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Human Rights Fellows Report on Summer Projects Nov. 12

by Julia Sommer, Public Affairs
posted November 4, 1998

Kids in Papua New Guinea
Anastasia Telesetsky photo
Law student Anastasia Telesetsky used a Human Rights Center summer fellowship to work on the rights of indigenous groups and land use issues in Papua New Guinea. Some of the children she encountered are shown here.

Sex education in Cuba, Cambodian national elections, sustainable development in Papua-New Guinea, and California sweatshops are just some of the thorny issues addressed by last summer's Human Rights Fellows.

Ten Berkeley students received $2,500 each from the campus Human Rights Center to tackle a human rights problem related to their area of study. This is the fifth year of the program.

The students will talk about their adventures and discoveries on Thursday, Nov. 12, from noon to 1:30 p.m. in the Institute of International Studies conference room.

Anastasia Telesetsky, a law student with an MA in cultural anthropology, went to Papua-New Guinea for six weeks to work with the Center for International Environmental Law on a project concerned with the rights of indigenous groups and land use.

"There's a frontier atmosphere in PNG, with the country basically for sale to oil and mining interests," she says.

Telesetsky worked on sustainable coffee production and initiated plans for chicken farms run by women, who are traditionally barred from independent endeavors in PNG. She has even convinced a Berkeley law professor to sponsor a chicken farm in PNG, once a business plan is written.

Felicia Lester, who graduated from Berkeley in May, went to Cuba for three weeks to work for the National Center for Sex Education. She found that prostitution is increasing as tourism grows, and that the U.S. embargo of Cuba is making it difficult for women to find contraceptives.

Steve Dahlgren, a journalism student, won a fellowship to intern with the Center for Advanced Studies in Cambodia to monitor the July elections and investigate human rights abuses against minority groups. Instead, he found himself writing for the English-language Cambodia Daily about post-election violence, anti-Vietnamese sentiment, and a princess running for office. "The press is surprisingly free in Cambodia," he reports.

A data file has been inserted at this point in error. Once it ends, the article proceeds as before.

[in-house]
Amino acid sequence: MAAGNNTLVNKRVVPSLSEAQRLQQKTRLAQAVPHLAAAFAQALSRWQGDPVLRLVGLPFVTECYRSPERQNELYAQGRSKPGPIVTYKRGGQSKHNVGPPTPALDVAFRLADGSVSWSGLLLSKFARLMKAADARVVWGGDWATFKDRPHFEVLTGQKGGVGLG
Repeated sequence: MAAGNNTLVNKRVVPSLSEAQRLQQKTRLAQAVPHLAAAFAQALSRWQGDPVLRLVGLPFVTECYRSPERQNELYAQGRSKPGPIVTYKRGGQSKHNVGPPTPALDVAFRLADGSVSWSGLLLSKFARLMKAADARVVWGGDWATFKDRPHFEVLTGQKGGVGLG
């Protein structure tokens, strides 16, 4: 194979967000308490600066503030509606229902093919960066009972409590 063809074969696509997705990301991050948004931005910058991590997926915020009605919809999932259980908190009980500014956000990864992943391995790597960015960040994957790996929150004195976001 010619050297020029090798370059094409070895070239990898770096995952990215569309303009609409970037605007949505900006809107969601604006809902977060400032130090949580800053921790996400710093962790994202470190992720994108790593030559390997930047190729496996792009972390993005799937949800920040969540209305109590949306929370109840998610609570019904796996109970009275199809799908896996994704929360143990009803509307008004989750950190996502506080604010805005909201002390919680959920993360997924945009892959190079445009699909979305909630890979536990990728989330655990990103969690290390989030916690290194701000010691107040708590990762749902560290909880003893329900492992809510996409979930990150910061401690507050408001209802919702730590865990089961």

Jill Esbenshade stayed closer to home, working with the San Francisco-based Sweatshop Watch, a California coalition working to eliminate exploitation of garment workers. She spent most of the summer in L.A. investigating how and to what extent manufacturers monitor their sub-contractors, where most exploitation of garment workers occurs.

Esbenshade also helped organize a three-day Living Wage Summit Conference on campus, attracting delegates from Nica-ragua, El Salvador, the Dominican Republic, Canada, the U.S., and Holland.

Harvey Weinstein, associate director of the Human Rights Center and visiting professor of International and Area Studies, coordinates the summer fellowship program.

"These fellowships offer the opportunity to engage with real-world human rights violations in the field," he says. "Confronting the gap between theory and practice is often an eye-opening and challenging experience for the students."

Deadline for applications for Summer 1999 Human Rights Center Fellowships is Feb. 10. For information, call 642-0965.


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